SARDIHA, India — Rescuers scoured the wreckage of a passenger express train Friday that derailed and collided with a cargo train in eastern India, killing at least 71 people and injuring hundreds. The government accused Maoist rebels of sabotaging the tracks.
As night fell, railway workers and paramilitary soldiers were using two cranes to lift and pry apart train cars in search of survivors from the Jnaneswari Express, which was heading from Calcutta to suburban Mumbai when it derailed about 1:30 a.m. Friday.
Railway officials said they expected the death toll to rise because bodies were still trapped between the engines of the two trains, which collided along a rural stretch of track near the small town of Sardiha, about 90 miles (150 kilometers) west of Calcutta in West Bengal state.
The area is a stronghold of India's Maoist rebels, known as Naxalites, who had called for a four-day general strike in the area starting Friday. The Naxalites have launched repeated and often-audacious attacks in recent months – despite government claims that it was launching its own crackdown.
Just 11 days ago, the rebels ambushed a bus in central India, killing 31 police officers and civilians. A few weeks before that, 76 soldiers were killed in a rebel ambush – the deadliest attack by the rebels against government forces in the 43-year insurgency. There also have been dozens of smaller attacks.
On Friday, the government vowed once again to crush the Naxalites.
"The Maoists have done this work," West Bengal Chief Minister Buddhadeb Bhattacharjee told reporters in Calcutta. "All-out efforts will be made to free the state and the country from this danger."
But analysts say the government is hobbled by vacillating policies, poorly trained and ill-armed security forces and vast tracts of India where the government has little influence and where poverty has brought considerable support to the Naxalites, who claim to be fighting on behalf of the rural poor.
The rebels, who have tapped into the poor's anger at being left out of the country's economic gains, are now present in 20 of the country's 28 states and have an estimated 10,000 to 20,000 fighters, according to the Home Ministry.
"There is an absence of government, there is an absence of competence in government, there is an absence of coherence in response," said Ajai Sahni, a New Delhi-based analyst with close ties to India's security establishment. "The purpose of the Maoists is not to resolve grievances but to harvest them, and there are numerous grievances in the country to harvest."
In Sardiha, officials said the train tracks had been sabotaged but disagreed about exactly what had happened, with some saying it was caused by an explosion but others blaming cut rail lines.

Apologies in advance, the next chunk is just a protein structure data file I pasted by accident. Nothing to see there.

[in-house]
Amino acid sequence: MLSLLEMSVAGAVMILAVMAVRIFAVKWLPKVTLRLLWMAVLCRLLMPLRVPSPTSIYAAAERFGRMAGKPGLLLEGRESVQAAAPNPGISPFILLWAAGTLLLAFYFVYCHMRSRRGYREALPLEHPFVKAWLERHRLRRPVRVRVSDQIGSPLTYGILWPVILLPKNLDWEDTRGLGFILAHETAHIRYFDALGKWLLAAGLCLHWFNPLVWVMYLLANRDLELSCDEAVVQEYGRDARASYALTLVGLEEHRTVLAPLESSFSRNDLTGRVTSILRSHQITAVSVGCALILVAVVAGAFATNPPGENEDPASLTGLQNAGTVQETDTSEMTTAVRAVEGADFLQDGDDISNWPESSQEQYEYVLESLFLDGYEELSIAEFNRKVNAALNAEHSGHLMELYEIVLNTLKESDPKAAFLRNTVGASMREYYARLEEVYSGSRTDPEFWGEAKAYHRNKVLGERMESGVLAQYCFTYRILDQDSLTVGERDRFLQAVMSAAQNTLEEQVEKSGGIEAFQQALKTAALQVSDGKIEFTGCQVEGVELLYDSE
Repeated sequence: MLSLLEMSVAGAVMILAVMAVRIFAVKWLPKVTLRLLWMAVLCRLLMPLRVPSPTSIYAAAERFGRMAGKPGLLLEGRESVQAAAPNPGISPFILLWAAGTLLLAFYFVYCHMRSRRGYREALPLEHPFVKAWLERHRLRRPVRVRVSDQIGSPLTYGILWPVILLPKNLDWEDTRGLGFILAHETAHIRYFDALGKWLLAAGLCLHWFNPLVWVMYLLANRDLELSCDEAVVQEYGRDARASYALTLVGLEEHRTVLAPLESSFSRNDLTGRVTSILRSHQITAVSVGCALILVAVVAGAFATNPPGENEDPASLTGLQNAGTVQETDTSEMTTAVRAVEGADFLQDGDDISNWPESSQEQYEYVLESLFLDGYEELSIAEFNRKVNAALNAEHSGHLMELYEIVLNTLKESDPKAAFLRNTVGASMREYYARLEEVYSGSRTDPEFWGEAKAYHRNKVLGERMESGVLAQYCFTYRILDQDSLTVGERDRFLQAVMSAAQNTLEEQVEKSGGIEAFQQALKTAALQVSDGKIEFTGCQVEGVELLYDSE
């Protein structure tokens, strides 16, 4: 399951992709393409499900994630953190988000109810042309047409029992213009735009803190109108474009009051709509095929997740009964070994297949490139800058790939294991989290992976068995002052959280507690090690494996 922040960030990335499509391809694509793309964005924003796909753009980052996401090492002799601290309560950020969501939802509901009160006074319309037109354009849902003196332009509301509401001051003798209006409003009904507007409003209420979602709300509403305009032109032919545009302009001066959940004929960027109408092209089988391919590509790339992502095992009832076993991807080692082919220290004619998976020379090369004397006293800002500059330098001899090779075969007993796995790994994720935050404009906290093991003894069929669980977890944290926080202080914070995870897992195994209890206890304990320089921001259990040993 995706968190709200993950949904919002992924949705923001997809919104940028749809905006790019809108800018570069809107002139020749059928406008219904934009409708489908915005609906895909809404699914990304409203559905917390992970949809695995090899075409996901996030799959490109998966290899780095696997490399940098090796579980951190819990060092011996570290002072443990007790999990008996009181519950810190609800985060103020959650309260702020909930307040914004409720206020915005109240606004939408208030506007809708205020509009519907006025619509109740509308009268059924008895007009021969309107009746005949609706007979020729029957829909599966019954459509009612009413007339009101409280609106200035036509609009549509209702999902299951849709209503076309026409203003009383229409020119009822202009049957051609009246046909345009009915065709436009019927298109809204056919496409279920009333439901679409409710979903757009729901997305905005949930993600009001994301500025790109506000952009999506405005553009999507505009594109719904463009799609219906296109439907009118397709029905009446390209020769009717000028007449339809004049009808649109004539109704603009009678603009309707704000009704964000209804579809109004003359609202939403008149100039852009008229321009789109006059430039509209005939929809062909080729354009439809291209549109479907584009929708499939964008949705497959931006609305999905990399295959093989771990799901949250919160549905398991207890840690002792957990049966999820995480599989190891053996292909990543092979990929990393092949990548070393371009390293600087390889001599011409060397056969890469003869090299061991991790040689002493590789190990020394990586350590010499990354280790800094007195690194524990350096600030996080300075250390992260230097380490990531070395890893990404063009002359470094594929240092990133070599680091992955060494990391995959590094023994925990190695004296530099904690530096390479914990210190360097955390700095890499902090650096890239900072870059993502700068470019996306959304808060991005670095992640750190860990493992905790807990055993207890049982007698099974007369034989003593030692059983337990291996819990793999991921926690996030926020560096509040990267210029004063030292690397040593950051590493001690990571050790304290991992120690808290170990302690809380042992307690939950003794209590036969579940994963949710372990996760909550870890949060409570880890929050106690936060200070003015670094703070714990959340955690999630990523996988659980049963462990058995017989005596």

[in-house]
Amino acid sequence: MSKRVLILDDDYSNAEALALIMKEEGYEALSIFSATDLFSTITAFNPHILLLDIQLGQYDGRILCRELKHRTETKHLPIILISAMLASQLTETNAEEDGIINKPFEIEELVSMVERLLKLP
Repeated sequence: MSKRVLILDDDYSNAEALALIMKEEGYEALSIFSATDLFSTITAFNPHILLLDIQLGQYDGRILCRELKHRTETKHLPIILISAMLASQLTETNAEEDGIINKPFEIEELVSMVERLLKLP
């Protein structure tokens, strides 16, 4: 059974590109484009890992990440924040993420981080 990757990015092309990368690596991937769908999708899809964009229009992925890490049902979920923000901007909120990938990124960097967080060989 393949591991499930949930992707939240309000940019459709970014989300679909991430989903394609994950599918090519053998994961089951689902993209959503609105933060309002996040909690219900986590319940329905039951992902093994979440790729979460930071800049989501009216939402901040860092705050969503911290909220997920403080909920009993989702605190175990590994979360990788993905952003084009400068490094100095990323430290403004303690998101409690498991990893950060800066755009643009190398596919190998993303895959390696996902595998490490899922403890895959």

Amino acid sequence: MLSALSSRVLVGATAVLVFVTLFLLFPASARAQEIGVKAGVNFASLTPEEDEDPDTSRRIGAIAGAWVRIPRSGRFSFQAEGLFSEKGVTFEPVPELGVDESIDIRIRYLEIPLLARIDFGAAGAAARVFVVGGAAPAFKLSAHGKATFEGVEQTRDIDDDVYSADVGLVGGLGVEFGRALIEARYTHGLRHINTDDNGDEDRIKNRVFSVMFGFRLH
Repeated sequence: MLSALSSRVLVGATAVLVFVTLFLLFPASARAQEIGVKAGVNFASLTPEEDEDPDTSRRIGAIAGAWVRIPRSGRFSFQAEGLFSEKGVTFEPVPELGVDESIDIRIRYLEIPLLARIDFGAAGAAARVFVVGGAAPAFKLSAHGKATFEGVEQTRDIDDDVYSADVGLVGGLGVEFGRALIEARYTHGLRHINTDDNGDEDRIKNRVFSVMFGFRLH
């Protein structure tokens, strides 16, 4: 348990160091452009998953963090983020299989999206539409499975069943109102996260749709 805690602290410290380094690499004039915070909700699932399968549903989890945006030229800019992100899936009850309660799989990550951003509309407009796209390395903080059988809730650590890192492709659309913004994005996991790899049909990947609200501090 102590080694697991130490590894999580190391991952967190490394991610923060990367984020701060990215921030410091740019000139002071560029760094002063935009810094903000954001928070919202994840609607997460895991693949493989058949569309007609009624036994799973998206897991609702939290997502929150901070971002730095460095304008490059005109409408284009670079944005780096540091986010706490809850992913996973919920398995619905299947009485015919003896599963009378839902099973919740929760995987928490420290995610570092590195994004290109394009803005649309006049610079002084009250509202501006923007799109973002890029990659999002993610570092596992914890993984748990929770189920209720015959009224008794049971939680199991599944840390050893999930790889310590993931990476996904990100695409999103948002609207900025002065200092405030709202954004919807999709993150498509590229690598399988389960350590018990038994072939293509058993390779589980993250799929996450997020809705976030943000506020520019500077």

Bhupinder Singh, the top police official in West Bengal, said posters from the People's Committee Against Police Atrocities, a group local officials believe is closely tied to the Maoists, had been found at the scene taking responsibility for the attack.
However, a spokesman for the group, Asit Mahato, denied any role, the Press Trust of India news agency reported.
The Maoists seldom claim credit for their attacks.
Survivors described a night of screaming and chaos after the derailment, and said it took rescuers more than three hours to reach the scene, where the blue passenger train and red cargo train were knotted together in mangled metal.
Sher Ali, a 25-year-old Mumbai factory worker, was traveling with his wife, two children and his brother's family when they were jerked awake by a loud thud. A moment later, their car was tossed from the track, he said.
"My sister-in-law was crushed when the coach overturned. We saw her dying, but we couldn't do anything to help her," said Ali, who had cuts on his head and arms. The rest of the family survived, though a 10-year-old nephew was badly injured and hospitalized.
Ali was unable to go to the hospital, though, because all his money was in his luggage inside the wreckage and he was afraid it would be stolen unless he kept watch.
Soumitra Majumdar, a railway spokesman said 71 people were confirmed dead and nearly 200 people were injured.
Railway Minister Mamata Banerjee said the Saridha area had been the scene of earlier Naxalite attacks, and that trains were under orders to travel slowly through the region – in part so the drivers can keep watch for sabotaged tracks or bombs, and in part so the effects of a crash are lessened if a train does derail.
Associated Press writers Tim Sullivan, Ashok Sharma and Muneeza Naqvi contributed to this report from New Delhi.